PHOTO: Learn how to make securing a visa painless. (photo courtesy of Thinkstock)
In the past couple of years, I have had to secure visas to travel to a few countries.
This process was new to me as I sorted out plans to go to Myanmar and Egypt. I'm getting more used to it as I now prepare to head to Cuba and Vietnam. Because I've been navigating the process more frequently, I thought maybe you'd like a few tips and a bit of advice to assist your travel planning.
Actually, American travelers can go to a large number of destinations with no need for visas.
At the start of 2017, you can just bring your passport and be fine to enter 174 countries (with no visa or getting a "visa-on-arrival").
This ranks the U.S. passport third (tied with Italy, Spain, Denmark and Finland) as far as travel freedom, according to the Henley & Partners Visa Restrictions Index. The global citizenship advisory firm's index says Germany and Sweden have the top visa-free passports.
So, while U.S. passport holders can easily travel to Canada, Mexico, England and even Thailand, you should be aware of where you do need a visa before making travel plans. The last thing you want is to head to the airport and be denied a flight after months of planning. Talk about feeling crushed to miss out on your travels, not to mention the financial blow.
If you use a travel agent, they can help you sort through the visa requirements and the process of getting your visa.
You also can use a service that facilitates visa documents. Companies like Travisa are highly rated. We used GenVisa for our Viking River Cruise voyage in Egypt. These types of services are especially handy if you are making last-minute plans because they can expedite your visa (you will pay a hefty premium, of course).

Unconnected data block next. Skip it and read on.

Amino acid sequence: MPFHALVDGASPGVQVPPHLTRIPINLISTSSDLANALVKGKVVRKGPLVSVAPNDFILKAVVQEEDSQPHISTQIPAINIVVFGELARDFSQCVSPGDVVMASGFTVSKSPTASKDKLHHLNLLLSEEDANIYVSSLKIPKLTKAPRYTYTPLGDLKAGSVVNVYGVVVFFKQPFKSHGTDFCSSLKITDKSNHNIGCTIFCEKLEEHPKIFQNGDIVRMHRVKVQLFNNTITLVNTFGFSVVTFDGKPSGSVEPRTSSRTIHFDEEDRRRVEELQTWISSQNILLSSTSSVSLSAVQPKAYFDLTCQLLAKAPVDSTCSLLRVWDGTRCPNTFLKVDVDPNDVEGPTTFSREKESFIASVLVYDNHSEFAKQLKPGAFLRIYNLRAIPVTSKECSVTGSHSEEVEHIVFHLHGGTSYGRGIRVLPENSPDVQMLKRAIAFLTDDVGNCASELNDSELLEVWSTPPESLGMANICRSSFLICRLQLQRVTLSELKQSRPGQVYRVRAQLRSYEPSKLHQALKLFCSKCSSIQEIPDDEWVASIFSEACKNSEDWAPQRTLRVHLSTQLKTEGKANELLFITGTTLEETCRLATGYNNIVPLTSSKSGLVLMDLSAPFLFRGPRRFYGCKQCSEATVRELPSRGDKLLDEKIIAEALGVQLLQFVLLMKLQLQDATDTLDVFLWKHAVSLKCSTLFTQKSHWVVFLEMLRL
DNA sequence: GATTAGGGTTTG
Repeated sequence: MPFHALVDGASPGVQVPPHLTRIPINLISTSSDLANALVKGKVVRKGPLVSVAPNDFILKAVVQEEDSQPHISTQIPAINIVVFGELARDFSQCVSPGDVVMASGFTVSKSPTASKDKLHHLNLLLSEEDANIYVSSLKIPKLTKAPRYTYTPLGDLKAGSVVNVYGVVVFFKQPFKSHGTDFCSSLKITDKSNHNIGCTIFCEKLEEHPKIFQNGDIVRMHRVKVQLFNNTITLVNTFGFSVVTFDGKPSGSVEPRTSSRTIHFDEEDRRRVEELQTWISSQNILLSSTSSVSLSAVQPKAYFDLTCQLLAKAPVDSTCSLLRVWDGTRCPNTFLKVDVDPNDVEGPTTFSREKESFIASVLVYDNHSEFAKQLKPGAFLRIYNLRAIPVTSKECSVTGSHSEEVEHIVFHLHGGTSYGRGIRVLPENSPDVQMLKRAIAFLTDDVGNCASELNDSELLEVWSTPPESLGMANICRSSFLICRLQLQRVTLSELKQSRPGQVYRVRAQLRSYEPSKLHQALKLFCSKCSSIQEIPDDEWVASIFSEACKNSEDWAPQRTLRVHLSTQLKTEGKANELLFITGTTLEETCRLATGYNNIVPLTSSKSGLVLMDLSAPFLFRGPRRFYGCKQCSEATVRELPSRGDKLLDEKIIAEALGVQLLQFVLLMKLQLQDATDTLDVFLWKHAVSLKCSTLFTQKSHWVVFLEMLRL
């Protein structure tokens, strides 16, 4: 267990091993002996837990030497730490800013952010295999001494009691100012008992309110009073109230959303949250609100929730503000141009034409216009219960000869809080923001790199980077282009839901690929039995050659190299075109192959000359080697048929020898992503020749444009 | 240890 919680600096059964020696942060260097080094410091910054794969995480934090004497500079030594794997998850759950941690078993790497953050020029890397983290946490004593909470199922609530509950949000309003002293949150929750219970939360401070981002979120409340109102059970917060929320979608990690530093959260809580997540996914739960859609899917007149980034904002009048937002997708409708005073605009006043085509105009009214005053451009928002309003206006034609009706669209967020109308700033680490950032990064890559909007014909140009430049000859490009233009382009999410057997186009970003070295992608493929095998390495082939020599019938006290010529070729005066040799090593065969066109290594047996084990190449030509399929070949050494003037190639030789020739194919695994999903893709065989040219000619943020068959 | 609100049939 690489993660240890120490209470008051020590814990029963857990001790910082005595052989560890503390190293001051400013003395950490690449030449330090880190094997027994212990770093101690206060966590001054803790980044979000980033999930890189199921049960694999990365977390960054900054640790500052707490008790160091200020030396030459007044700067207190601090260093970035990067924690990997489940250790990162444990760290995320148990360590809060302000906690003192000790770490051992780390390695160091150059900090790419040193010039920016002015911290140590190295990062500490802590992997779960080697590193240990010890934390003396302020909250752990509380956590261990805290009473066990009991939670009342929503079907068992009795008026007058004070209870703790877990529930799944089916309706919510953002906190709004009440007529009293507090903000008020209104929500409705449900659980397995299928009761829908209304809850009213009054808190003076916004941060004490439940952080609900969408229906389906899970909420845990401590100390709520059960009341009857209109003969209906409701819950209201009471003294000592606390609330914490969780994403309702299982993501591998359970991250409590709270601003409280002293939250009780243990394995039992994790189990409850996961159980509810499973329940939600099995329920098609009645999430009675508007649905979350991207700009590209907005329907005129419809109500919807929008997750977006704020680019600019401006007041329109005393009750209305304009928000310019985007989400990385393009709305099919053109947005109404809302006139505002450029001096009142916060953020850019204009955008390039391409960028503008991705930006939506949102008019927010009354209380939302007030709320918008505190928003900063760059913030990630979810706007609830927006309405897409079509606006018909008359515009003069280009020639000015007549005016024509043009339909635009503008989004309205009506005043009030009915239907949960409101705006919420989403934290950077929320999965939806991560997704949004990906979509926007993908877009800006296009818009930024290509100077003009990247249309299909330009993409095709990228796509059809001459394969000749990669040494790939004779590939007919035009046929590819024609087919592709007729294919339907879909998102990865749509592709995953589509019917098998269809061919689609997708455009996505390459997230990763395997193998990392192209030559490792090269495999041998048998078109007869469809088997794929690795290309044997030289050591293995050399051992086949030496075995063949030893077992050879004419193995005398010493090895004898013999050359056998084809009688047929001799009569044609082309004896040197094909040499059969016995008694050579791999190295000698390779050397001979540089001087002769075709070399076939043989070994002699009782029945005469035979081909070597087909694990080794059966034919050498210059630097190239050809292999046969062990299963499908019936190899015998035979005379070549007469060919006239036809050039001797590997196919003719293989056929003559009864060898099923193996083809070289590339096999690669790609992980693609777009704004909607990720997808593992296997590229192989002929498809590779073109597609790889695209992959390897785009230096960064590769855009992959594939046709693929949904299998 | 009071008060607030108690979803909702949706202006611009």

If you are planning your trip well in advance, though, it can be much more cost effective to just get the visa yourself. Many visas can be secured online and some nations, such as Australia and India, only require an electronic visa, Electronic Travel Authority, or ETA. Many U.S. travel agents and airlines apply for these visas on behalf of the travelers.
READ MORE: Will US Citizens Need Visas to Travel to Europe This Summer?
It's important to also make copies of your passport, visas and any other important travel documents in case the originals are lost. We make physical copies of these items to keep separate from the originals when we are traveling (you might keep them in your hotel room safe) and also download digital versions we can access from cloud storage or even just take pictures with our cell phones.
I haven't had to use them, thankfully, but the idea is to be able to easily access the info and aid the process of getting new forms if needed. In many countries, you might have to go to a U.S. embassy or consulate office